Punjab Food Department may have released stocked wheat damaged by the recent flood and rains to flour mills.
It is feared that the mills grinded the wheat and sold unhealthy flour to citizens.
Provincial Food Director Shozeb Saeed, while talking to The Express Tribune that a whole region had been inundated.
He said that among the 17 procurement centres in Rajanpur and Dera Ghazi Khan,
402,920 metric tonnes of wheat was stored at Shadan Lund and Fazilpur, of which 7,500 tonnes had been damaged by the flood.
However, no action has reportedly been taken against district food controllers and other officials over not transferring the wheat worth billions of rupees to a safe place.
Meanwhile, tandoor owners have been complaining of poor quality of wheat sold to them at subsidised rates in the designated green bags.
It is feared that besides the destruction of crops in the affected parts of the province, wheat stored in government warehouses was also damaged due to the flood and rains. The release of wheat to the mills continued without an audit of the damaged wheat. Some mills received wheat affected by dampness during the period.
Food department sources said about 150,000 sacks full of wheat lying at the Fazilpur procurement centre and 260,000 at Shadan Lund may have been damage
In order to assess the loss of wheat stored in the areas, the provincial food directorate issued a letter instructing the deputy directors of the department in the Bahawalpur, Multan and Sahiwal divisions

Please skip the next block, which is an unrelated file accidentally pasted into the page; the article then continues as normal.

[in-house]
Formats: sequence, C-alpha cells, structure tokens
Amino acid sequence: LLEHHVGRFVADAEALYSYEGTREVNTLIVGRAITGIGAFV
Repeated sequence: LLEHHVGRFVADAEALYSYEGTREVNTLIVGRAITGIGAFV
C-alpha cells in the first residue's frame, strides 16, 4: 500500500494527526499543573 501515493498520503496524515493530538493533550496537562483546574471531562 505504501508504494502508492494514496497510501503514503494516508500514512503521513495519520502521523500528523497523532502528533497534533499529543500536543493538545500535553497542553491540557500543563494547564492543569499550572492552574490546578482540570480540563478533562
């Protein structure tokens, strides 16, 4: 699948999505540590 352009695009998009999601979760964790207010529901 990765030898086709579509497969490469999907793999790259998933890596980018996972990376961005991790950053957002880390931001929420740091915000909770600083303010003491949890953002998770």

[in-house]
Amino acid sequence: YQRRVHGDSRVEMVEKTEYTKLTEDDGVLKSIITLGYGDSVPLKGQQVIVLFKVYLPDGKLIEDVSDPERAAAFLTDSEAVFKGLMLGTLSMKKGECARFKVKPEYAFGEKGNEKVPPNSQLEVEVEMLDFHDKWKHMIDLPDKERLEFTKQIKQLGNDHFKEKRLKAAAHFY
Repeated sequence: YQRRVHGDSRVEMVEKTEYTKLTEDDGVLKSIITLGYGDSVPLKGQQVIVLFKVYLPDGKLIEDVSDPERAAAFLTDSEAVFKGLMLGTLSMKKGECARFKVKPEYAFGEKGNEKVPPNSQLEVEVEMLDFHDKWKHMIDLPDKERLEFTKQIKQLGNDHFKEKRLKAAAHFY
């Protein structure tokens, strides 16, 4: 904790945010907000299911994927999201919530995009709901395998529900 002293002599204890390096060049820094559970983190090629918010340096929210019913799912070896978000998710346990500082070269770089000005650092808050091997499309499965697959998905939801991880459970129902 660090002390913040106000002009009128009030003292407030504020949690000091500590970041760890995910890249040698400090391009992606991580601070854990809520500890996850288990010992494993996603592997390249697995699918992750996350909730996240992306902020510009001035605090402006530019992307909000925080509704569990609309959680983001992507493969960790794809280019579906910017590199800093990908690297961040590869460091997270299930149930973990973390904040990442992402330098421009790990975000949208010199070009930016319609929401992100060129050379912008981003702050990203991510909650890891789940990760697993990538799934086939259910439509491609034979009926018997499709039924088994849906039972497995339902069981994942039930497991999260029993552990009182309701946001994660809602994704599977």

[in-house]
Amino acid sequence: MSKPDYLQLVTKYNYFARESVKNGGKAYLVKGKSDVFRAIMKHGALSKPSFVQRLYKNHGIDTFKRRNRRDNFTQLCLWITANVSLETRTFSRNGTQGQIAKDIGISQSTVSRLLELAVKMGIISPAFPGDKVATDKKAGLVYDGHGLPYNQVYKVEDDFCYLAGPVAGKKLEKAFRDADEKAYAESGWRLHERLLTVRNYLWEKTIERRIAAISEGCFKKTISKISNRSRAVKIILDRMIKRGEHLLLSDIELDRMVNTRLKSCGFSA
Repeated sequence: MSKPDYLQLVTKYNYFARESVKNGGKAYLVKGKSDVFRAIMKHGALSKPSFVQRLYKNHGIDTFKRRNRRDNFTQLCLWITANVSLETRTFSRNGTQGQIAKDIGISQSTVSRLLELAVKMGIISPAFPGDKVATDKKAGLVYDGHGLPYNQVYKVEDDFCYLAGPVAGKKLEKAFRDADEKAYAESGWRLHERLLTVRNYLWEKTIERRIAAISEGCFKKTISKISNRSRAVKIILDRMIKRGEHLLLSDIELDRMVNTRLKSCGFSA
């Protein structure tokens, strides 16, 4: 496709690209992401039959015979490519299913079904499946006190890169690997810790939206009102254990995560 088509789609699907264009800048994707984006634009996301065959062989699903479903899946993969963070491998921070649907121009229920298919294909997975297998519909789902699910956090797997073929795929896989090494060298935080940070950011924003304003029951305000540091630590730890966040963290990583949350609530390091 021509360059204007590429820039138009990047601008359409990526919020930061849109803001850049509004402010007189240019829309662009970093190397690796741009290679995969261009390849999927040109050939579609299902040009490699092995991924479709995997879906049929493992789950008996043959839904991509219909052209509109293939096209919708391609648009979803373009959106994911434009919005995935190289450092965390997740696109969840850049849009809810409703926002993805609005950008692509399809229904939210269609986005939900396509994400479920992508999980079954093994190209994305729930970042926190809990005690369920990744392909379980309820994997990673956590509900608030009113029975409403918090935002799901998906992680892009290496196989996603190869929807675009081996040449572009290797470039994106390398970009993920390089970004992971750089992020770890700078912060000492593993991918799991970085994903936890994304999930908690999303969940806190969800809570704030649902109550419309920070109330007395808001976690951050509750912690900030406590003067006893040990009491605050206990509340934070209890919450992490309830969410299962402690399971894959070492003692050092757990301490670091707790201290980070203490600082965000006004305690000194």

to form a team of divisional heads to inspect the rain and flood-affected government warehouses in the DG Khan division.
However, no steps were taken to transfer the wheat and the damaged commodity was allegedly supplied to flour mills in Okara.
Flour made from the wheat was also supplied to the markets on a large scale.
There are the strict rules regarding wheat storage, safety measures and steps to taken in case of an emergency.
However, a large quantity of wheat was reportedly kept in the open despite flood warnings after the rains. A strategy to save the stocks from the flood was also not enforced by the higher authorities, the sources said.
According to health experts, wheat affected by inundation, besides being harmful for humans, also created hazardous effects in the milk of animals that eat it.
The tandoor owners and citizens have been complaining in recent weeks about shortage and poor quality of the subsidised flour available in the markets.
Punjab Muttahida Naan Bai Association president Aftab Aslam complained that the subsidised flour supplied in green bags by the mills was not good even for animal consumption.
It was being produced from wheat affected by the flood and rains, while the amount of bran in it was also high, he added.
He said refined flour had to be added to the supplied variety to make the bread eatable.
Flour Dealers' Association president Haji Yusuf also said that some mills were supplying defective flour in the market.
"They do not waste the contaminated wheat, but mix it with the clean grain and grind it, resulting in substandard and unhealthy flour," he alleged.
The provincial food director said the wheat stored at the Shadan Lund centre had been tested by a laboratory and found detrimental to human health. It is being auctioned for disposal, he added.
A wheat sample from the Fazilpur centre was also being tested, he said.
The official insisted that comprehensive safety measures were in place at the storage centres.
"We have requested the Punjab food secretary to inquire into the delay in transportation of the wheat and its wastage," he added.
Published in The Express Tribune, October 5th, 2022.
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